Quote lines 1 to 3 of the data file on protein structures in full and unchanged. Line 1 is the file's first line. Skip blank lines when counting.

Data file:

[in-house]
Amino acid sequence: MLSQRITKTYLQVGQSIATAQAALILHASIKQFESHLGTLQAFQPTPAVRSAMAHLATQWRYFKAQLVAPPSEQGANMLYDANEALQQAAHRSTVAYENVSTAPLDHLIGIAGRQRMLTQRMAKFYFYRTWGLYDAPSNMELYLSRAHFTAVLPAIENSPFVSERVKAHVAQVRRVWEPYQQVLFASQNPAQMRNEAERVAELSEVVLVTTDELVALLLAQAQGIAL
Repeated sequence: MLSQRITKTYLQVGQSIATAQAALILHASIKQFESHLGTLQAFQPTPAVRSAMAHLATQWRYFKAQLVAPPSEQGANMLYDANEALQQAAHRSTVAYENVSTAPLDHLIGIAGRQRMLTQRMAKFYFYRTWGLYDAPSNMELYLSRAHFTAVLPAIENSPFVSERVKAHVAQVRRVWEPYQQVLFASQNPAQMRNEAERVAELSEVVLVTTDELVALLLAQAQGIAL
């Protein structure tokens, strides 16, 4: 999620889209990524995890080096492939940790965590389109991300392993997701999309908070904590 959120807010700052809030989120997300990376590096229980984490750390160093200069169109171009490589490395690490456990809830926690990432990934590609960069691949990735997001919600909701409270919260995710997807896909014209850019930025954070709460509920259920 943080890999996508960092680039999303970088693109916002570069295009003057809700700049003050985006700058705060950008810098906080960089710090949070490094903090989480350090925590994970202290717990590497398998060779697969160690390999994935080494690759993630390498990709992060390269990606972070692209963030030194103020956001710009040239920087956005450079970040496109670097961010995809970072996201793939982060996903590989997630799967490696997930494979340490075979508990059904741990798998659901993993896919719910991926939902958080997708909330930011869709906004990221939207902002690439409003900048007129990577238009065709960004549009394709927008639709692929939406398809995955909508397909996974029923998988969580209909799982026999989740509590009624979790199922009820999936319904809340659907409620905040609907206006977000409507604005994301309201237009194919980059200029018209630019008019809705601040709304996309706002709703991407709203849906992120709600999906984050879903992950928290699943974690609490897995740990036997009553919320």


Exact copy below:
[in-house]
Amino acid sequence: MLSQRITKTYLQVGQSIATAQAALILHASIKQFESHLGTLQAFQPTPAVRSAMAHLATQWRYFKAQLVAPPSEQGANMLYDANEALQQAAHRSTVAYENVSTAPLDHLIGIAGRQRMLTQRMAKFYFYRTWGLYDAPSNMELYLSRAHFTAVLPAIENSPFVSERVKAHVAQVRRVWEPYQQVLFASQNPAQMRNEAERVAELSEVVLVTTDELVALLLAQAQGIAL
Repeated sequence: MLSQRITKTYLQVGQSIATAQAALILHASIKQFESHLGTLQAFQPTPAVRSAMAHLATQWRYFKAQLVAPPSEQGANMLYDANEALQQAAHRSTVAYENVSTAPLDHLIGIAGRQRMLTQRMAKFYFYRTWGLYDAPSNMELYLSRAHFTAVLPAIENSPFVSERVKAHVAQVRRVWEPYQQVLFASQNPAQMRNEAERVAELSEVVLVTTDELVALLLAQAQGIAL